- California truckers are protesting against AB 5, a new regulation that would reclassify them as employees rather than independent contractors.
- Truckers say this is “messing with a working model,” and that they’ll “have to take less work and charge more.”
- AB 5 takes effect at a time when supply chain issues are of major concern, and the White House is watching the issue.
California truckers are protesting across the state to express their disapproval of Assembly Bill (AB) 5, a new law backed by unions that reclassifies them as employees rather than independent contractors and could send shockwaves through an already-stressed supply chain.
The regulation was partly enacted to protect gig workers at companies like Uber and Lyft that hire independent contractors in large numbers without affording them the benefits given to employees, but will complicate or render illegal the current employment status of many of California’s approximately 70,000 independent truck owner-operators, The Wall Street Journal reported. The law will likely force some truckers out of the industry, thus lowering shipping capacity and raising prices for transporting cargo in the Golden State at a time when California ports have already experienced major supply-chain bottlenecks during the COVID-19 pandemic, CalMatters reported.
The truckers are vital to the supply chain, and we have to ensure that there are adequate conditions. We’ll continue to watch and assess these impacts,” White House port envoy Stephen Lyons said Wednesday in reference to the law.
AB5 was signed originally by the California Governor. Gavin Newsom in 2019 and had been working its ways through the courts ever since, but the U.S. Supreme Court declined to review the case on June 30, paving the way for the law to go into effect earlier this month, CalMatters reported. Now, truckers may have to get their own permits and insurance which could increase their annual costs by $20,000, the WSJ reported.
“Gasoline has been poured on the fire that is our ongoing supply chain crisis,” the California Trucking Association said in a statement following the Supreme Court’s decision not to hear the case back in late June. (RELATED: ‘A Definite Slowdown’: Business Owners Say They’re Already Seeing Signs Of A Recession)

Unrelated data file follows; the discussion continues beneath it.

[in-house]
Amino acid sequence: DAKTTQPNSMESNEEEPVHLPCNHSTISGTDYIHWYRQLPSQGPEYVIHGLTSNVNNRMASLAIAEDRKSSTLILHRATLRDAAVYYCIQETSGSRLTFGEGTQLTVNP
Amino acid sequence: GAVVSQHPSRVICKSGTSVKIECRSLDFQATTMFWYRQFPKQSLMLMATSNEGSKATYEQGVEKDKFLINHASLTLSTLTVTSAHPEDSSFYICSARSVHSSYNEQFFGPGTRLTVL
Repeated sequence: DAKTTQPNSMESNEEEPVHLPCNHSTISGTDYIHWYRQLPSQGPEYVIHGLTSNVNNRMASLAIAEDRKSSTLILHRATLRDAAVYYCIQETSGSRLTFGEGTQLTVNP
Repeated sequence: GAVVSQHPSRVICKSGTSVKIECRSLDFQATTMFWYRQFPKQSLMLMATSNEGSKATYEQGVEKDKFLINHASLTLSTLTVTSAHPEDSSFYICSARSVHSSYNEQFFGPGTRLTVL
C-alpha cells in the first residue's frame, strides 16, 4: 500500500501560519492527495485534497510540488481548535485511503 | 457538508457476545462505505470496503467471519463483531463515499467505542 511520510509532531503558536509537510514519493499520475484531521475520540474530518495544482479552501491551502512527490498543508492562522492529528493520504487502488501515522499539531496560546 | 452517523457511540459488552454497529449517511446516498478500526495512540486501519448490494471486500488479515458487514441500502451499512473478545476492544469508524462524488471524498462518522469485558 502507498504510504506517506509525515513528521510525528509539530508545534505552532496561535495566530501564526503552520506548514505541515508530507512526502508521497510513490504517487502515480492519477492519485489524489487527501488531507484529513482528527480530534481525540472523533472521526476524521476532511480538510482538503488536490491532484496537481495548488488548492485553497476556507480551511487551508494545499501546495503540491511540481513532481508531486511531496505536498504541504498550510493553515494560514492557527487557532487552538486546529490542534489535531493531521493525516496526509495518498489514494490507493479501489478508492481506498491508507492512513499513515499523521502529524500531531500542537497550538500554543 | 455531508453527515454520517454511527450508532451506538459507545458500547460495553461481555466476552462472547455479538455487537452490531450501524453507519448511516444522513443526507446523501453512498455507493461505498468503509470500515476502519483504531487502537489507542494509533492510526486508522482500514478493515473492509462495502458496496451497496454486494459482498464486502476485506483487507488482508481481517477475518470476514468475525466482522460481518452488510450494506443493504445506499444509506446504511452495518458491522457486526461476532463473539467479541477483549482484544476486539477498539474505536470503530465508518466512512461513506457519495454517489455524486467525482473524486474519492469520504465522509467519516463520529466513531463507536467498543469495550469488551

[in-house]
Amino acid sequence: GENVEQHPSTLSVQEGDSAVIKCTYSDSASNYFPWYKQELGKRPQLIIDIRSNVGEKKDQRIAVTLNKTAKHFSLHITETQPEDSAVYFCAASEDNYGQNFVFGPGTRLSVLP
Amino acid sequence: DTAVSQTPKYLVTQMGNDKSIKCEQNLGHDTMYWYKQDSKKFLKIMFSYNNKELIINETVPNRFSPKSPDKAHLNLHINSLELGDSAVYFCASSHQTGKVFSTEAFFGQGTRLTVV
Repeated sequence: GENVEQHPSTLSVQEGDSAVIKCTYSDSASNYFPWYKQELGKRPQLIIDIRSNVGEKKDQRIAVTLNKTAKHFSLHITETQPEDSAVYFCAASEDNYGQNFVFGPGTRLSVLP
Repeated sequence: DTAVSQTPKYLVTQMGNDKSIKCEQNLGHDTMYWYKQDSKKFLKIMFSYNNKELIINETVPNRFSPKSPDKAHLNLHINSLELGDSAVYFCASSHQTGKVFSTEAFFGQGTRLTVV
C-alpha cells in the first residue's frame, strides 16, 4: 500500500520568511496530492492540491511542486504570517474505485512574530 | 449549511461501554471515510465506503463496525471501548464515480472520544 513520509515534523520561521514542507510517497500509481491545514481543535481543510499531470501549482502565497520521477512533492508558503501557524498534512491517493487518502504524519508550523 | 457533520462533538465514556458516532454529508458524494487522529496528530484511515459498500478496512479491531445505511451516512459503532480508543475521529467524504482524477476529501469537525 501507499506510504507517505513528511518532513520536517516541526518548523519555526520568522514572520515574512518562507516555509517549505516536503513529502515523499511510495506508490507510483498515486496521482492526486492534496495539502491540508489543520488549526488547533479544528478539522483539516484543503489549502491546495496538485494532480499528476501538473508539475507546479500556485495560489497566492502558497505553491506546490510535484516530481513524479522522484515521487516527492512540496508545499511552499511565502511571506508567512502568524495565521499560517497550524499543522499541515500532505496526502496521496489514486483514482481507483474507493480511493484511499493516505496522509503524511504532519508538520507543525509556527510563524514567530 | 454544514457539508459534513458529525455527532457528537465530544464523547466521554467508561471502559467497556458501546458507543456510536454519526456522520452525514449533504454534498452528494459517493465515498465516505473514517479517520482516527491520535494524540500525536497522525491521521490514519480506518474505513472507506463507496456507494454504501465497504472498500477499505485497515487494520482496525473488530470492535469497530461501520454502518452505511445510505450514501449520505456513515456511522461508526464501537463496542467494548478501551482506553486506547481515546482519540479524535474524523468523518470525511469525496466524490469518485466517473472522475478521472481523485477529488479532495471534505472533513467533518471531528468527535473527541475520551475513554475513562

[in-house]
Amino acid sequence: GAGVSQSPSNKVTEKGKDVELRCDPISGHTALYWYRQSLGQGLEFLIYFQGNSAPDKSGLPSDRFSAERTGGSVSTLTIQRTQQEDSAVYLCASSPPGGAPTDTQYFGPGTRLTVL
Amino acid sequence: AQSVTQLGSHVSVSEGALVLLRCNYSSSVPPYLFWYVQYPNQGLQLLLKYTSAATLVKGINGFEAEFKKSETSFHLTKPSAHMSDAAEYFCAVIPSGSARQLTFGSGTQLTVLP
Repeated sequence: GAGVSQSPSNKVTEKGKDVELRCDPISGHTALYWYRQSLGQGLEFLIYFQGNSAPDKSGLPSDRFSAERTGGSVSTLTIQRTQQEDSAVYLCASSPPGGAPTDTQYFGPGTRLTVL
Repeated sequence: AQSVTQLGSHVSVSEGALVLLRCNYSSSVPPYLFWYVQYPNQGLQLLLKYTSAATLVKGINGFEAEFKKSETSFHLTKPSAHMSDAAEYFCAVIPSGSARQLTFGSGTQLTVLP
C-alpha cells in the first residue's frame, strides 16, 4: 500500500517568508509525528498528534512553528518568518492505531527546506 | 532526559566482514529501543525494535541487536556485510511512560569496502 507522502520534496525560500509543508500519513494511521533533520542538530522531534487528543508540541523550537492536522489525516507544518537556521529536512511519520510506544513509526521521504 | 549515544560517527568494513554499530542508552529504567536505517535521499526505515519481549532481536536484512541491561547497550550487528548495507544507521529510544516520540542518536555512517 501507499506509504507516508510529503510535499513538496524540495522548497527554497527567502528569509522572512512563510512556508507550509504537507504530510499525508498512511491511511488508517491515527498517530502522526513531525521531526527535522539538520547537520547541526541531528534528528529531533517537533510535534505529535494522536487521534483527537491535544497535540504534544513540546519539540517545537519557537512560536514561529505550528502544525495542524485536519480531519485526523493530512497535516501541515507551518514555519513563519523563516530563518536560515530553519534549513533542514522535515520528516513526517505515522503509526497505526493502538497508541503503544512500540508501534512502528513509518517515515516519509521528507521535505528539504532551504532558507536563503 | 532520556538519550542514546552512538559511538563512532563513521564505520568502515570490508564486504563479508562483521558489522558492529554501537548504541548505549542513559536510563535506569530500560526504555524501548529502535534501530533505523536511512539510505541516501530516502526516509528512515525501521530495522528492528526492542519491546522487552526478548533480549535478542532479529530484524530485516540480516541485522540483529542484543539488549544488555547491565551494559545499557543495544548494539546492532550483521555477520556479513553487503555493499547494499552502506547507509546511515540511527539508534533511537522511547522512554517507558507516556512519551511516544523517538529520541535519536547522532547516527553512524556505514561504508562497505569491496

California’s ports are already some of the country’s least efficient, logistics experts previously told the Daily Caller News Foundation, and fewer drivers in the workforce could imperil the state’s shipping infrastructure further.
The historic congestion at the State’s ports highlighted the need for an improved and more reliable supply-chain infrastructure. To this end, the state has openly expressed the need for an increased workforce, yet the available supply of drivers, ‘owner-operator’ or otherwise, will be drastically reduced given the imminent application of AB 5 to the trucking industry,” several California state lawmakers wrote in a July 5 letter to California Gov. Gavin Newsom. The new law creates uncertainty in supply chains. Ron Leibman is a partner with McCarter English LLP and specializes on freight.
” The truth is that no one knows the final outcome. Leibman explained to the DCNF that truckers from different locations will be affected in different ways.
A number of truckers from the Port of Oakland intend to be home on Monday as they did this week at Los Angeles and Long Beach. According to the WSJ.
Truckers are currently “blocking off main access gates to some of the major ports slowing down regular operations as a show of unity” against AB 5, Miguel Ramirez, who has been an owner operator in Southern California since the early 2000s, told the Daily Caller News Foundation.
Truckers in Los Angeles jammed traffic and initially prepared for a 24-hour protest on Wednesday, but a “massive crowd” of drivers responded with such passion that they plan to continue protesting across the state, one of the demonstration’s planners told Supply Chain Dive.
#Truckers jamming traffic on the 710S in #LosAngeles! @knxnews #AB5 pic.twitter.com/EtwBwGiZSH
— Craig Fiegener (@CraigNews3LV) July 13, 2022
Many drivers that own and operate their own rigs but have arrangements with shipping companies would no longer be able to do so under AB 5, according to the WSJ.
This would disrupt a functioning model and make independent truckers less successful, Ramirez explained to the DCNF. According to Ramirez,
“AB5 would give independent owners only two choices: either become employees and forfeit all liberty and hours under another company’s policies and mandate, or become an employee. The president of an Oakland trucking company with six drivers full time and a fleet that includes eight trucks, stated to the WSJ that AB5 will “kill the liberty of truckers and destroy the American Dream
” I will have less work and be paid more.”
Truckers prefer to be independent contractors and AB5 is going to add to further supply chain woes.
This is why many of us #FightForFreelancers. https://t.co/ncQoGLMvG9
— Gabriella Hoffman (@Gabby_Hoffman) July 14, 2022
The International Brotherhood of Teamsters has maintained that trucking companies have long misclassified drivers as independent contractors to deprive them of fair compensation, the WSJ reported. The legislation would not affect union members because independent owners-operators cannot be employees.
Neither the California Governor. The Daily Caller News Foundation asked for comments from Gavin Newsom and the California Teamsters Public Affairs Council.
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